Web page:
Crime rate continues to fall, despite people's disbelief
POLICE have reassured residents of North East Lincolnshire that crime is continuing to fall.
New figures reveal that overall crime in the area fell by 13 per cent between April 1, 2008, and March 31, 2009.
Chief Insp Andy Oliver is pleased at the reduction in crime in North East Lincolnshire.
However, when released on www.thisisgrimsby.co.uk, the figures were met with disbelief.
John Marlowe, Grimsby, posted: "Why do they bother releasing what are blatantly misleading figures?
2 4 1 on all items on the steak and grill menu served monday to saturday
Monday - Saturday 12noon - 8pm
cheapest item credited for free
Management reserve the right to withdraw the offer at anytime.
not to be used in conjunction with anyother offer.
Contact: 01472 808799
Valid until: Saturday, June 15 2013
"Confidence in the Police is at an all time low, and I would estimate that something like 90 per cent of lesser offences are not reported, because we know they will not be dealt with in a worthwhile way."
And local resident Sceptic added: "How many of us are victims of crime but don't bother reporting it due to us feeling we won't even get a visit from an officer?
"A concern of mine now, is that if it is seen we have fewer crimes then there may be a move to attempt to reduce the number of real police officers we have now. A worry for all of us, I feel."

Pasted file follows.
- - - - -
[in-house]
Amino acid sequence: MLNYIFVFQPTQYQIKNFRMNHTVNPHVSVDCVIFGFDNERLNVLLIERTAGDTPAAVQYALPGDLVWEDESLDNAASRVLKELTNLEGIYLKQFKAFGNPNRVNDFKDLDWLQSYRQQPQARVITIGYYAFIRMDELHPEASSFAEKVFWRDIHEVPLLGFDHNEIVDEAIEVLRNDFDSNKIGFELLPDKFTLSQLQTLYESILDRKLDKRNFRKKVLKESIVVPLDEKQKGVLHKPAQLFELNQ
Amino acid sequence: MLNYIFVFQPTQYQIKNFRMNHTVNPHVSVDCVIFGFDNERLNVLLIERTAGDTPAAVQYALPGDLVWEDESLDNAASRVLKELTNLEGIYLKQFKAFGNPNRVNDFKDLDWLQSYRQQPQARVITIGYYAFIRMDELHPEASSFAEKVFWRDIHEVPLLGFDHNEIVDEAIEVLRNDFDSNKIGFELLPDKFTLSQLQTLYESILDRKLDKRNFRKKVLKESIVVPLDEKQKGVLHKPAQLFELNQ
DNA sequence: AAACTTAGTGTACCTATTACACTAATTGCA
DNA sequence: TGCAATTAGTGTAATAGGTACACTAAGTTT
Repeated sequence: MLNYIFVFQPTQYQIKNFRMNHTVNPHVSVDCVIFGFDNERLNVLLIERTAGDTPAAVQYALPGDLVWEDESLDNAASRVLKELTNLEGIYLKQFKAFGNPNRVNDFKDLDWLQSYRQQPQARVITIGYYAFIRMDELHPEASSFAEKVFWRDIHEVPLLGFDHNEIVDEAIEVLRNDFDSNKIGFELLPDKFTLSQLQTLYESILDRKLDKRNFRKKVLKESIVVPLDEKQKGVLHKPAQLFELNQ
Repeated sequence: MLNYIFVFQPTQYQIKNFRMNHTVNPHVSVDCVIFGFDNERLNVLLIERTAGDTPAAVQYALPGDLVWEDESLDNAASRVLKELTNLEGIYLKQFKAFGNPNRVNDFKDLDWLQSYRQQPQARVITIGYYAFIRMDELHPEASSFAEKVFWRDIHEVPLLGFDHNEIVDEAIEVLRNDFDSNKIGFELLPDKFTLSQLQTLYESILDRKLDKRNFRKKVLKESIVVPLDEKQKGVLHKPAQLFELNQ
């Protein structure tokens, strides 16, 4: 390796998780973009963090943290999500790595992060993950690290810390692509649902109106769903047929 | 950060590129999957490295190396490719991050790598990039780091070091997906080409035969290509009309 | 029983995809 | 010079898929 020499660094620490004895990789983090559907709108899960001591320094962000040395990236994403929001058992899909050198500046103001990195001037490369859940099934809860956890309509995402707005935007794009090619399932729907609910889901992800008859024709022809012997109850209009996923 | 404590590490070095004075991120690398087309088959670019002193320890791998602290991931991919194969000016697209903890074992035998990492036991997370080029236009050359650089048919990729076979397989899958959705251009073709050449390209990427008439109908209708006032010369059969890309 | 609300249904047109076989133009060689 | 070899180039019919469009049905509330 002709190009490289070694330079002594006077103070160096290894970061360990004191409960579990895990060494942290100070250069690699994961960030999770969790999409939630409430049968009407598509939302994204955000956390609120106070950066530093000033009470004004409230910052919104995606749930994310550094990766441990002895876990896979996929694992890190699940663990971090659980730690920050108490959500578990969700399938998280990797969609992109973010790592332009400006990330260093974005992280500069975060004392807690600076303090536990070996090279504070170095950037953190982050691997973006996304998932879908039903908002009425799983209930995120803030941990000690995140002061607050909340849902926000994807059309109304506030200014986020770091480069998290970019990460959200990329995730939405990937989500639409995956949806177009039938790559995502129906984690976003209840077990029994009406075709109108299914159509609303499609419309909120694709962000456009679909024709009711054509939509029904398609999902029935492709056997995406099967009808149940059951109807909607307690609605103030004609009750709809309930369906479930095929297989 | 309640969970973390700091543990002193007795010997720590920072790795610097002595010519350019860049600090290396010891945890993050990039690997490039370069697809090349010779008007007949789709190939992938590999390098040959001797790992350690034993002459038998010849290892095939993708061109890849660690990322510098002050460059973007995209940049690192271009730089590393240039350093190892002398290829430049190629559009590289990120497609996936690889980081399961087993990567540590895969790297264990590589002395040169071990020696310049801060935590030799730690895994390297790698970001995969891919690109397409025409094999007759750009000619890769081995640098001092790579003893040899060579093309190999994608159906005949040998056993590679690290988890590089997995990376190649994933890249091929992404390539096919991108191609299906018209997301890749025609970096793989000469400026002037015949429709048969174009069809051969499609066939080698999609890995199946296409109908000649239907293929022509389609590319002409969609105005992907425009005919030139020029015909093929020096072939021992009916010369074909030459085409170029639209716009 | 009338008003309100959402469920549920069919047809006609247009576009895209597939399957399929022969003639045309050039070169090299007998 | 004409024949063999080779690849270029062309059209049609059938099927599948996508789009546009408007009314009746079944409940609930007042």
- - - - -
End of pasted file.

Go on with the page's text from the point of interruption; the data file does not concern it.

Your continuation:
Chief Insp Andy Oliver, who heads up neighbourhood policing in the area, said that he believes most people do report crime.
"I go to a lot of public meetings and my understanding is that the vast majority of people report crimes that happen to them," he said.
"Some people may report crimes because they want a number for their insurance, others want us to do something and catch the person responsible, and others just want a visit from us.
"I think the idea that people don't report crime is an urban myth that is picked up by people and takes on a life of it's own."
However, he said that raising public satisfaction and confidence in the police is one of the force's top priorities.
A recent Government survey revealed that Humberside Police has one of the lowest approval ratings in the country, with only 39.2 per cent of people having faith in their ability to deal with crime.
The Government has now said the force must achieve a 50.7 per cent rating by 2011, and a 55.7 per cent rating by 2012.
Chief Insp Oliver added: "If we look at where we were five years ago, crime has reduced dramatically, but people still have a fear of crime, because they see it or read about it on a daily basis.
"There is nowhere near as much crime or anti-social behaviour as there was, but people don't feel that.
"Anti-social behaviour has reduced by almost 50 per cent, which makes the place feel and look better, and means that people will start to feel more confident."
One of the measures aimed at increasing public confidence is the introduction of the national Policing Pledge.
Chief Insp Oliver said: "The pledge gives us something to aspire to, and something we can aim towards, and if we don't do the things it says, then we will explain why."